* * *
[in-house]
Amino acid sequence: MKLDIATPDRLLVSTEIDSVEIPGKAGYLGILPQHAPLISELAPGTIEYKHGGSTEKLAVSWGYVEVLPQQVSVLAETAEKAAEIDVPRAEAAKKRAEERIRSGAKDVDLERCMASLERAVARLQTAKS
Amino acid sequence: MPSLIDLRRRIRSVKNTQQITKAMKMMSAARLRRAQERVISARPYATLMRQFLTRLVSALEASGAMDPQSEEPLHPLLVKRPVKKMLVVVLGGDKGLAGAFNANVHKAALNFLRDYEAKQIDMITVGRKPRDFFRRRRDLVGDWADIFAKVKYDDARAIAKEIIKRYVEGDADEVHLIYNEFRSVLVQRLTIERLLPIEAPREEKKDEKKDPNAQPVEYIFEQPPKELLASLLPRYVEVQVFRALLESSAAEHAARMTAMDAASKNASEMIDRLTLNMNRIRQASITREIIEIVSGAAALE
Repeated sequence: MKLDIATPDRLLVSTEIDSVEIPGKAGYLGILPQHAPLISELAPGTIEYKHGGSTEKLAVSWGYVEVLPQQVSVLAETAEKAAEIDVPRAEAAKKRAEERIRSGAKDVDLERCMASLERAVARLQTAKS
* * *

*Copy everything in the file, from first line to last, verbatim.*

[in-house]
Amino acid sequence: MKLDIATPDRLLVSTEIDSVEIPGKAGYLGILPQHAPLISELAPGTIEYKHGGSTEKLAVSWGYVEVLPQQVSVLAETAEKAAEIDVPRAEAAKKRAEERIRSGAKDVDLERCMASLERAVARLQTAKS
Amino acid sequence: MPSLIDLRRRIRSVKNTQQITKAMKMMSAARLRRAQERVISARPYATLMRQFLTRLVSALEASGAMDPQSEEPLHPLLVKRPVKKMLVVVLGGDKGLAGAFNANVHKAALNFLRDYEAKQIDMITVGRKPRDFFRRRRDLVGDWADIFAKVKYDDARAIAKEIIKRYVEGDADEVHLIYNEFRSVLVQRLTIERLLPIEAPREEKKDEKKDPNAQPVEYIFEQPPKELLASLLPRYVEVQVFRALLESSAAEHAARMTAMDAASKNASEMIDRLTLNMNRIRQASITREIIEIVSGAAALE
Repeated sequence: MKLDIATPDRLLVSTEIDSVEIPGKAGYLGILPQHAPLISELAPGTIEYKHGGSTEKLAVSWGYVEVLPQQVSVLAETAEKAAEIDVPRAEAAKKRAEERIRSGAKDVDLERCMASLERAVARLQTAKS